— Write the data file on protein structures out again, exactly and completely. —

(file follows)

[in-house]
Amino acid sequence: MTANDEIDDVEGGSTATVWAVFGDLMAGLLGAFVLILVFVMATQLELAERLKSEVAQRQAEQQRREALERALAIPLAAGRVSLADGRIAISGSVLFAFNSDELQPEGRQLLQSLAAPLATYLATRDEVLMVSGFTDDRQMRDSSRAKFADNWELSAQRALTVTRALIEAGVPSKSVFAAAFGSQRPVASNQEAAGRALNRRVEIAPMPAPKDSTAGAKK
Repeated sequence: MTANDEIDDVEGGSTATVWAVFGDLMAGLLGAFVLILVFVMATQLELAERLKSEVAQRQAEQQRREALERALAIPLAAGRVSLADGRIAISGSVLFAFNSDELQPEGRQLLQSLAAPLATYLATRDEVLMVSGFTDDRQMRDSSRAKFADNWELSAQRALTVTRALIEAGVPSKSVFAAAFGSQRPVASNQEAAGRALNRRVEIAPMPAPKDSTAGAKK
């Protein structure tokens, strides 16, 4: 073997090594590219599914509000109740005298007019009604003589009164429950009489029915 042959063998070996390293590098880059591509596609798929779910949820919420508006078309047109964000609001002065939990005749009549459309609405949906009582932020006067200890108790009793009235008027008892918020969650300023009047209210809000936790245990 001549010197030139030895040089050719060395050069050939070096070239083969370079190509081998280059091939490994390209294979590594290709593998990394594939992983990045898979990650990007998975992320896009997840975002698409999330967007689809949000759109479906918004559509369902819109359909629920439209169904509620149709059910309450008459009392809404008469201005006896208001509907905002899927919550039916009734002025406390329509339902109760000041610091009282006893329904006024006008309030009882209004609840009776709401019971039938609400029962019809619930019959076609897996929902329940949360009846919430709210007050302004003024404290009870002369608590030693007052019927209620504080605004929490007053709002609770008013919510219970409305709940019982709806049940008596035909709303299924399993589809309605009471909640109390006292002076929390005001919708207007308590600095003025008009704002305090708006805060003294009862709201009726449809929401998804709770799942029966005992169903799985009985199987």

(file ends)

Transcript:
[in-house]
Amino acid sequence: MTANDEIDDVEGGSTATVWAVFGDLMAGLLGAFVLILVFVMATQLELAERLKSEVAQRQAEQQRREALERALAIPLAAGRVSLADGRIAISGSVLFAFNSDELQPEGRQLLQSLAAPLATYLATRDEVLMVSGFTDDRQMRDSSRAKFADNWELSAQRALTVTRALIEAGVPSKSVFAAAFGSQRPVASNQEAAGRALNRRVEIAPMPAPKDSTAGAKK
Repeated sequence: MTANDEIDDVEGGSTATVWAVFGDLMAGLLGAFVLILVFVMATQLELAERLKSEVAQRQAEQQRREALERALAIPLAAGRVSLADGRIAISGSVLFAFNSDELQPEGRQLLQSLAAPLATYLATRDEVLMVSGFTDDRQMRDSSRAKFADNWELSAQRALTVTRALIEAGVPSKSVFAAAFGSQRPVASNQEAAGRALNRRVEIAPMPAPKDSTAGAKK
């Protein structure tokens, strides 16, 4: 073997090594590219599914509000109740005298007019009604003589009164429950009489029915 042959063998070996390293590098880059591509596609798929779910949820919420508006078309047109964000609001002065939990005749009549459309609405949906009582932020006067200890108790009793009235008027008892918020969650300023009047209210809000936790245990 001549010197030139030895040089050719060395050069050939070096070239083969370079190509081998280059091939490994390209294979590594290709593998990394594939992983990045898979990650990007998975992320896009997840975002698409999330967007689809949000759109479906918004559509369902819109359909629920439209169904509620149709059910309450008459009392809404008469201005006896208001509907905002899927919550039916009734002025406390329509339902109760000041610091009282006893329904006024006008309030009882209004609840009776709401019971039938609400029962019809619930019959076609897996929902329940949360009846919430709210007050302004003024404290009870002369608590030693007052019927209620504080605004929490007053709002609770008013919510219970409305709940019982709806049940008596035909709303299924399993589809309605009471909640109390006292002076929390005001919708207007308590600095003025008009704002305090708006805060003294009862709201009726449809929401998804709770799942029966005992169903799985009985199987």